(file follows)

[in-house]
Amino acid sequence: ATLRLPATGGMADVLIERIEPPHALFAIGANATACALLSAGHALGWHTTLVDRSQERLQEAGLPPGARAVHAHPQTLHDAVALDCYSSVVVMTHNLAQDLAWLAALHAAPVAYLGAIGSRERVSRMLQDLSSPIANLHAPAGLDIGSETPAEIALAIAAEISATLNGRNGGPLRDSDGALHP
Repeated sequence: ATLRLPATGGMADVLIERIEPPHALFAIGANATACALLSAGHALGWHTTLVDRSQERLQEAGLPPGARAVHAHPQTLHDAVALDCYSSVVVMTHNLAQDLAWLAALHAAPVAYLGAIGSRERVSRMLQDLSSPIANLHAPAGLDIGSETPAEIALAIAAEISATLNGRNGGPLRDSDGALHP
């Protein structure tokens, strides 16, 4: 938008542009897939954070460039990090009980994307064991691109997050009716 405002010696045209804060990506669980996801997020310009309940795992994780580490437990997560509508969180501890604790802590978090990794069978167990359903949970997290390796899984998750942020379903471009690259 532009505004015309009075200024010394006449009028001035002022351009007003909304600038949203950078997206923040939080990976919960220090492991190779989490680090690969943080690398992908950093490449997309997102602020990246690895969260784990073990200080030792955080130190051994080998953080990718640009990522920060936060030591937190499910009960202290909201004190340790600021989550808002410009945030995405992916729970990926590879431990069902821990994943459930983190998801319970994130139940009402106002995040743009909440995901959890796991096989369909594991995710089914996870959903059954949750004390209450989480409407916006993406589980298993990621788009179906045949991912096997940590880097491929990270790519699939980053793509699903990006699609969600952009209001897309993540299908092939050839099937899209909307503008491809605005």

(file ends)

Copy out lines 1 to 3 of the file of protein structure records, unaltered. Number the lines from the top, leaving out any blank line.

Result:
[in-house]
Amino acid sequence: ATLRLPATGGMADVLIERIEPPHALFAIGANATACALLSAGHALGWHTTLVDRSQERLQEAGLPPGARAVHAHPQTLHDAVALDCYSSVVVMTHNLAQDLAWLAALHAAPVAYLGAIGSRERVSRMLQDLSSPIANLHAPAGLDIGSETPAEIALAIAAEISATLNGRNGGPLRDSDGALHP
Repeated sequence: ATLRLPATGGMADVLIERIEPPHALFAIGANATACALLSAGHALGWHTTLVDRSQERLQEAGLPPGARAVHAHPQTLHDAVALDCYSSVVVMTHNLAQDLAWLAALHAAPVAYLGAIGSRERVSRMLQDLSSPIANLHAPAGLDIGSETPAEIALAIAAEISATLNGRNGGPLRDSDGALHP